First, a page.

Wednesday, 11 November 2009

Greens setting the agenda at Brighton Council

Yesterday I was invited to address members of Brighton Council's Environment and Community Safety Overview and Scrutiny Committee. Yes, quite a mouthful, I know.

I'm not a member of the committee, and therefore didn't have a vote or anything, but I was amazed really to find the meeting completely dominated by the Green Party's agenda - to see proof in action of how our 13-strong group is batting above its weight.

First there was the substantive stuff: the committee agreed to establish two separate scrutiny panels to investigate services for victims of rape and serious sexual assault (this was something I proposed myself, following conversations with victims, police officers and others, and discovering that rape victims in the city are taken to Crawley - as there are currently no round-the-clock support facilities available in the city), and one to look at whether following the lead of cities like Portsmouth and Bristol by establishing a blanket 20 mph speed limit would save lives and improve traffic flows - another Green Party campaign, this one led by Hove parliamentary candidate and St Peters and North Laine councillor Ian Davey (pictured).

And then there was the non-substantive stuff: a debate on roadworks (I've already blogged about this) sparked by Queen's Park Green councillor Paul Steedman. There was a discussion of the future of the London Road area which revolved around traffic congestion and the majority of residents' views that the last thing the area needs is a Tesco superstore. Although this was the clearly stated view of those living and working in the area - it tallies exactly with the Green Party's position on the issue, and a brief debate about the council's strategy for dealing with waste - and, perhaps bizarrely for such an urban authority, mineral extraction. There was wide acceptance of the view that we should do everything the law allows us to do to refuse to import waste from London, and that we need to boost recycling levels and find alternatives to landfill and incineration where we can. Again, exactly the Green party's position.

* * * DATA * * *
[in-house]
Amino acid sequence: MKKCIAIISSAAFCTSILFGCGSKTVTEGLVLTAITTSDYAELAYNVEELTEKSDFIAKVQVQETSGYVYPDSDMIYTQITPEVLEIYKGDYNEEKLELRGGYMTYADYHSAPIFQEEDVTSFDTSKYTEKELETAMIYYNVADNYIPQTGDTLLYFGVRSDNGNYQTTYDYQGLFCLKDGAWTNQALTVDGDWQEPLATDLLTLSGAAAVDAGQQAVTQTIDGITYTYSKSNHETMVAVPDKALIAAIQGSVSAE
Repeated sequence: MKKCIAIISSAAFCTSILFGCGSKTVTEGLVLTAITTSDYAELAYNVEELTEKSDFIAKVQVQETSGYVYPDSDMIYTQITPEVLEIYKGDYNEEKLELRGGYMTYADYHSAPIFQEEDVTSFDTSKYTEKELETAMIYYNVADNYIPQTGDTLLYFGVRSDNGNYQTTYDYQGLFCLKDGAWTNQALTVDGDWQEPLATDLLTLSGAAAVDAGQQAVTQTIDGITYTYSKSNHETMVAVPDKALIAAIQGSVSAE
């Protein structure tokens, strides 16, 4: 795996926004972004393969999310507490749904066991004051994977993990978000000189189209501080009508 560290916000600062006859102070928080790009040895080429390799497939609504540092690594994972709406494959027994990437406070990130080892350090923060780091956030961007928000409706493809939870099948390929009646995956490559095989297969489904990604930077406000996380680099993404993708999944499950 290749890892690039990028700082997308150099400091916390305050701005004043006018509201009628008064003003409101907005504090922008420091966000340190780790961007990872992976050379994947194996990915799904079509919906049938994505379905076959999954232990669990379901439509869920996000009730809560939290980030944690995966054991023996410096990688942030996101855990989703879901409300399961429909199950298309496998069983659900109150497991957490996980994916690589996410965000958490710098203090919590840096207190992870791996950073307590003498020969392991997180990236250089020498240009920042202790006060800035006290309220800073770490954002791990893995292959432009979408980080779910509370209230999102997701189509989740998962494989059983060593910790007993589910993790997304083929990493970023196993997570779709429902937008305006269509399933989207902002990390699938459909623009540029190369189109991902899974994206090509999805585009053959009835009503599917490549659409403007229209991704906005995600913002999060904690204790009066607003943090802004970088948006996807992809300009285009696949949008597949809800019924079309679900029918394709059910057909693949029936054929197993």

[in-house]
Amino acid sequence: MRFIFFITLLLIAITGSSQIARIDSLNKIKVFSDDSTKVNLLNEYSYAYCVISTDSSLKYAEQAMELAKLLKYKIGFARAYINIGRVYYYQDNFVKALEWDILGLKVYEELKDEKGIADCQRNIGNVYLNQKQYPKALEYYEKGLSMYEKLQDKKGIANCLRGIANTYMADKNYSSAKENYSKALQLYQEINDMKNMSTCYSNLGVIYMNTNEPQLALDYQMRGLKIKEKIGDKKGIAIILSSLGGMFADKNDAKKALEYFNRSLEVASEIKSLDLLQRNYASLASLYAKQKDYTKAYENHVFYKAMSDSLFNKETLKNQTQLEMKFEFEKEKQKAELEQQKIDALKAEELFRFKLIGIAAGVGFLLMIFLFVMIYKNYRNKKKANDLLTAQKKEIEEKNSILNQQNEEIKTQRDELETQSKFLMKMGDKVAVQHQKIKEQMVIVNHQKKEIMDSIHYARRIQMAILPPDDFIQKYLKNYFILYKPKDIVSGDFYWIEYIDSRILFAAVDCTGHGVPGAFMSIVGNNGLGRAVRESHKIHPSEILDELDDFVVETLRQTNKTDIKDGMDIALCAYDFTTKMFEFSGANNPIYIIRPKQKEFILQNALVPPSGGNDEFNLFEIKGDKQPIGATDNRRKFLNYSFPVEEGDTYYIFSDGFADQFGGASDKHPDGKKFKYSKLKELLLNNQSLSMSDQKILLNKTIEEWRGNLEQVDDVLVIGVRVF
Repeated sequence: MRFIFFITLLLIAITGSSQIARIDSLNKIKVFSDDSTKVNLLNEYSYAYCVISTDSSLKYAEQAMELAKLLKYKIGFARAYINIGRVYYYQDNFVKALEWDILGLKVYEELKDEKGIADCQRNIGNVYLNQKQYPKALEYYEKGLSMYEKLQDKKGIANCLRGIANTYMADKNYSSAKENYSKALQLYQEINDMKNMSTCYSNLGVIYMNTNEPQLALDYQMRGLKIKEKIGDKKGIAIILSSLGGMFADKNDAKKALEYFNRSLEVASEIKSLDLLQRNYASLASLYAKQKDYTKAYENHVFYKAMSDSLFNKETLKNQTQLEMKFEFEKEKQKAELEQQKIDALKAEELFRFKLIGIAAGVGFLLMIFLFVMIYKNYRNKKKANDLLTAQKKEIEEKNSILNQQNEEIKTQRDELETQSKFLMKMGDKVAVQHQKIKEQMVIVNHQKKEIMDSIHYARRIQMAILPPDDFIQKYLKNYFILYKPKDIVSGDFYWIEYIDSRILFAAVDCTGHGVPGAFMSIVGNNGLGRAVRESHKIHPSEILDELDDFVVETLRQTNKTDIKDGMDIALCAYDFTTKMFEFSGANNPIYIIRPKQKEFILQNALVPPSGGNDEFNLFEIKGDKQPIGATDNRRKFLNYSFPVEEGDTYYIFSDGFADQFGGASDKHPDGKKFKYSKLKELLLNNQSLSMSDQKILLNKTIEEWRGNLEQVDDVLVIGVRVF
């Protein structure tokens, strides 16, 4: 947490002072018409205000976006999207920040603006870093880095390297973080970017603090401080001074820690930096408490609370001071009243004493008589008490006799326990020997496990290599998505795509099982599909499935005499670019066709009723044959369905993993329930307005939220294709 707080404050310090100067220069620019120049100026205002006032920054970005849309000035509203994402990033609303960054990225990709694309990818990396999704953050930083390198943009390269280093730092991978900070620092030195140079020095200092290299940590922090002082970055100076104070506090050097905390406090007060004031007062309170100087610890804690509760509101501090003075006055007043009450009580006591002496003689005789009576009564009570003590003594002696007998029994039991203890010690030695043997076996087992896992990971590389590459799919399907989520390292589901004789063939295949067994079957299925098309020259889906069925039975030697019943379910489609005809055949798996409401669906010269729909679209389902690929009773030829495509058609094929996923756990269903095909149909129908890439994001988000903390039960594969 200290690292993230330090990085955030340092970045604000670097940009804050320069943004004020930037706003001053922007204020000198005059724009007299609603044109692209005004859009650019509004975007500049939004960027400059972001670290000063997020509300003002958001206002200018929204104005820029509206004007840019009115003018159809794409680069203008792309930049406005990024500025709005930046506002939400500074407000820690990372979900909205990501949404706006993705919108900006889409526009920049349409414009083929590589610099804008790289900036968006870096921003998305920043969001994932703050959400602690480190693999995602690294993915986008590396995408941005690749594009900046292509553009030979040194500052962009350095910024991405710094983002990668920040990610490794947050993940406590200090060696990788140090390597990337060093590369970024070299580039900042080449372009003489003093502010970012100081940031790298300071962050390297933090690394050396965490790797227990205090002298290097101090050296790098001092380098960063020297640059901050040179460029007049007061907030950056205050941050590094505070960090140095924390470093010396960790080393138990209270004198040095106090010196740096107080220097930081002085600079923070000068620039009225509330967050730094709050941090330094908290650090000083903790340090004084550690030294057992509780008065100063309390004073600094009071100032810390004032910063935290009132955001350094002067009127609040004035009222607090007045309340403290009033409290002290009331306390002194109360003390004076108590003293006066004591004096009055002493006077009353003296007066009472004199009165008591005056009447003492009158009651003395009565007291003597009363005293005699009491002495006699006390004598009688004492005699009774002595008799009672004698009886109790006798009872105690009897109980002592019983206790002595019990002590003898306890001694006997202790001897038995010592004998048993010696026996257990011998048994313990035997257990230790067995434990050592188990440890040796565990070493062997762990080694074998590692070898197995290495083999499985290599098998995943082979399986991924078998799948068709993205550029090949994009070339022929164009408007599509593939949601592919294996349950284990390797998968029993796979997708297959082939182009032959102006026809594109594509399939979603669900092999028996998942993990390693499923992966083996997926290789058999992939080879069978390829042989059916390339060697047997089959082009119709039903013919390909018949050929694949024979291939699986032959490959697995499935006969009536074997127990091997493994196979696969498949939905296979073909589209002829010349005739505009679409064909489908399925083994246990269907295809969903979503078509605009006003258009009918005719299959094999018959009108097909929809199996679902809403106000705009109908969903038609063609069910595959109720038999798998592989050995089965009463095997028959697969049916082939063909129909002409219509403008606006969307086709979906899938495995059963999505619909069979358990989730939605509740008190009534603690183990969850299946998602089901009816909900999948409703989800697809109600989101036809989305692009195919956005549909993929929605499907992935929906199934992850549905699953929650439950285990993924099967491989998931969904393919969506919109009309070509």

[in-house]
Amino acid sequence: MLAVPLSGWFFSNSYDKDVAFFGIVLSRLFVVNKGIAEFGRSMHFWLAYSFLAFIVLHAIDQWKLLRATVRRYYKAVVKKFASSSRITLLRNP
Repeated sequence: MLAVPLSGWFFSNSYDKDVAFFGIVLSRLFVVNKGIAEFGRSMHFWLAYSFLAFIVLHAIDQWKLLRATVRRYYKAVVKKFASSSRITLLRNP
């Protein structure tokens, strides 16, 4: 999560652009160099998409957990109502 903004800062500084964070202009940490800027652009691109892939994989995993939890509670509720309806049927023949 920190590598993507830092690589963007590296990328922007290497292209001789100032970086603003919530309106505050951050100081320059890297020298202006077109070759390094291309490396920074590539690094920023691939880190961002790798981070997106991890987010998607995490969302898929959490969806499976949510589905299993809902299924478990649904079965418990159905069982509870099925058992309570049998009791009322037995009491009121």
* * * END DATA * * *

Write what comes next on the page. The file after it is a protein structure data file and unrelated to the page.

So it seems that the Greens' by-election win in Goldsmid is already making a huge difference. With 13 councillors, obviously we can't make any of the big, important decisions. But we can, and are, setting the agenda in which those decisions are being taken - that can only be good news for residents.

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